|King of the Playground|
|King of the Playground|
For the third year in a row, Shark Boy has participated in this Fall tradition of doing a Kids’ Duathlon down at Ashbridges Bay. He’s getting to be a veteran of multisport, but he still seems to want me pacing him for re-assurance. I don’t mind the exercise…
Saturday was a jam-packed day, as after the duathlon my wife and I attended training run by the Down Syndrome Association of Toronto, and Shark Boy would be going to a birthday party. I’m happy to say we got it all done, but let’s just focus on the exercise and activity – that’s what we do in this blog.
Thanks to a public address system hooked up to loud speakers, we all knew how much time we had to get the bike and helmet set up in transition. Shark Boy was running in the second heat (which didn’t help our schedule much). I could see he was nervous before the start, and yet eager to go, but he still did a great job of keeping the excitement in check so that we could have a good time.
He’s been talking a lot lately about being “the fastest” and while I don’t want these events to become high-pressure and competitive, I did let him know that if he wanted to be the fastest, he was going to have to lead the pack a little and tried to coach him on how to do that.
Running, he really put the pedal to the metal – he was gasping for air after the first run leg (50m) heading into transition. We’d reviewed the important safety steps about putting on the helmet and walking the bike to the mount line before the race, and he nailed it. As usual, the bike course made it look like he was on a motorcycle compared to the other kids – his focus did start to wander a little on the middle part of the bike course when you can look out at the lake; I guess the apple doesn’t fall too far from the tree after all! I do the same thing…
The bike course is 600m long, and ends with an uphill climb, and he got up it by himself (except for my constant cheering). Again we executed a good transition, and then we got to see him run like I’ve never seen before. He had his mouth wide open gasping for air, and though the last 25m (of a 100m run leg) started to lag a little, all it took was a reminder that “drinks and cookies” were at the finish line and he started to sprint. It’s what we call in German “Endspurt”.
|The Need for Speed… and anonymity.|
Apparently the Lightning Kid did a great job of cheering “Go, go, go” to everyone and also enjoyed pretending to take pictures. We looked up the race stats later that evening and found out Shark Boy was 4th overall, and 2nd place boy (the girls took the top 2 spots!). We’re really proud of him; I hope he’s enjoying the sport for itself, and not just the fatherly bonding and approval, though.
Once we had our stickers and ribbons on, I got excited at the prospect of finally doing the course in its entirety, in the correct order of kilometer markers. We took Shark Boy along on his bike and headed North. The North end turnaround is about 2km from the start, but you see a 9km marker on the way, which we would face later. I tracked our run with Endomondo, and when my wife heard the app announcing our pace at every kilometer, she’d cringe at how we’ve slowed down over the past 10 years or so. I figure you’ve got to be happy to be still moving and getting out there. We took water at the North end, and turned back toward the start. From there, you head to the South End turn-around which occurs around 6km. Shortly before then, we ran into the Lightning Kid and his grandparents, and Shark Boy let us know he was done for the day – he probably got around 7km or riding done.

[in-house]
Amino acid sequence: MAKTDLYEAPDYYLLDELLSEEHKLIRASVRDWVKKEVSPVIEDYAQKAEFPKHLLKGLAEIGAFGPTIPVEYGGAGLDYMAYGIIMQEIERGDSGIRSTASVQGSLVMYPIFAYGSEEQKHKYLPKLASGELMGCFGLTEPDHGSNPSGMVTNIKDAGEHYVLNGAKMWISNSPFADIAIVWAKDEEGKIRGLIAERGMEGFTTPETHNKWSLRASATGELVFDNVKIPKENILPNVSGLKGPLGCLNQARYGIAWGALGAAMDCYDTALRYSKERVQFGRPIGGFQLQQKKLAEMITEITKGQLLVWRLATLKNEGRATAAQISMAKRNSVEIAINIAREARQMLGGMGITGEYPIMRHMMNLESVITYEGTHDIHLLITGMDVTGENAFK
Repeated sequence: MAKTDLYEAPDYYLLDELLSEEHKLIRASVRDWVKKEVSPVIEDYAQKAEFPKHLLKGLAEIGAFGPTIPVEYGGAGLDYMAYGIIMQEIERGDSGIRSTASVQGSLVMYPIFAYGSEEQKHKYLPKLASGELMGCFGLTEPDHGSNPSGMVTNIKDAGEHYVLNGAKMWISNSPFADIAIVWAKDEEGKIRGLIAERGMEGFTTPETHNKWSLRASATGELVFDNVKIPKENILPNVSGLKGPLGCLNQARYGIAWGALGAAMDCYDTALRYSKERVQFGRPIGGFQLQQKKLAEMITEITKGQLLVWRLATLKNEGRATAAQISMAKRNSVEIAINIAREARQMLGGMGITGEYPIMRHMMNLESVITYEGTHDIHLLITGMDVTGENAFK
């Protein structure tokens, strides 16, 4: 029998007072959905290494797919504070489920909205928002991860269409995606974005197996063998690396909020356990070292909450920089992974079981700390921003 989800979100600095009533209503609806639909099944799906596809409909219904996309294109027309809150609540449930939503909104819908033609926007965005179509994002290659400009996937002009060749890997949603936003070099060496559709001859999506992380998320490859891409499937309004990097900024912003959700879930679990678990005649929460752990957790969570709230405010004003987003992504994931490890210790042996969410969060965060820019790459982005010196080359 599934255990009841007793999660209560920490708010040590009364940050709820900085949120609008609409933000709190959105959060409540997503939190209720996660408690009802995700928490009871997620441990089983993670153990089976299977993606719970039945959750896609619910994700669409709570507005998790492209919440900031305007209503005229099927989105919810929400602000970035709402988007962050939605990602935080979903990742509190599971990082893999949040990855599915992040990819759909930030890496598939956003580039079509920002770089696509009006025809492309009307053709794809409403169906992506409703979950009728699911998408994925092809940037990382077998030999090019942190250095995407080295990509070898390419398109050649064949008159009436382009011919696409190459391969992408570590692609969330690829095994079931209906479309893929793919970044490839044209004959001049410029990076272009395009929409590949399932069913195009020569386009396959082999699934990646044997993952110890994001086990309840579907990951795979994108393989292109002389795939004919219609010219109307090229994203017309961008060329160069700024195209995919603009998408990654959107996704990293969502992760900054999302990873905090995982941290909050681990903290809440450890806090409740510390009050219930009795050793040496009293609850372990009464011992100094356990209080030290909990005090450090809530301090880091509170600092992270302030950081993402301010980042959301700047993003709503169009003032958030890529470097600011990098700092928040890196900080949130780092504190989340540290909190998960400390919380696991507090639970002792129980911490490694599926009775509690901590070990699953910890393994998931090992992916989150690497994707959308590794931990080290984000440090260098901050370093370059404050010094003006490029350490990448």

My wife and I carried on to the Southern end, took some water, then back to the start and past it for another 1km to the 9km mark, then the final stretch. I got her to space the walking breaks up a little to more regulated intervals instead of just willy-nilly.
I don’t know whether to be proud or ashamed of how I egged my wife on for the rest of the trail, but I’m proud of her for getting out of her comfort zone a little by pushing pace and distance, and hopefully it made her a stronger for the next run she does.
Once the run was finished, we had hot dogs and hamburgers with a little extra playground time. We didn’t quite make it to the bouncy castle or hot air balloon before they were shutting down, but we still had a nice day out and raised $175.00 (thanks to our generous donors).
|Coming into T2|
|So fast the camera couldn’t catch me… except in those pics above where it did.|
I owe another thank-you to my lovely wife, who’s support not only makes racing triathlon possible, but her photography is what makes this recap possible! Thanks, my love!
To ultra-runners, the distance of the Enduro courses at 5 Peaks events are laughable. But to me, it’s the longest I’ve gone on a trail (with all the hills) and longer than most training runs to do 10 km.
|That should read “… don’t *want* a thunderstorm..”|
|If you look closely you can see some of the network of tubing to bring the sap from the trees on the right side of the picture.|
I know I basically asked you for money twice in this letter, Dear Reader. You can’t really blame me for assuming someone so attractive, well-dressed and discerning as yourself might also be rich though, right?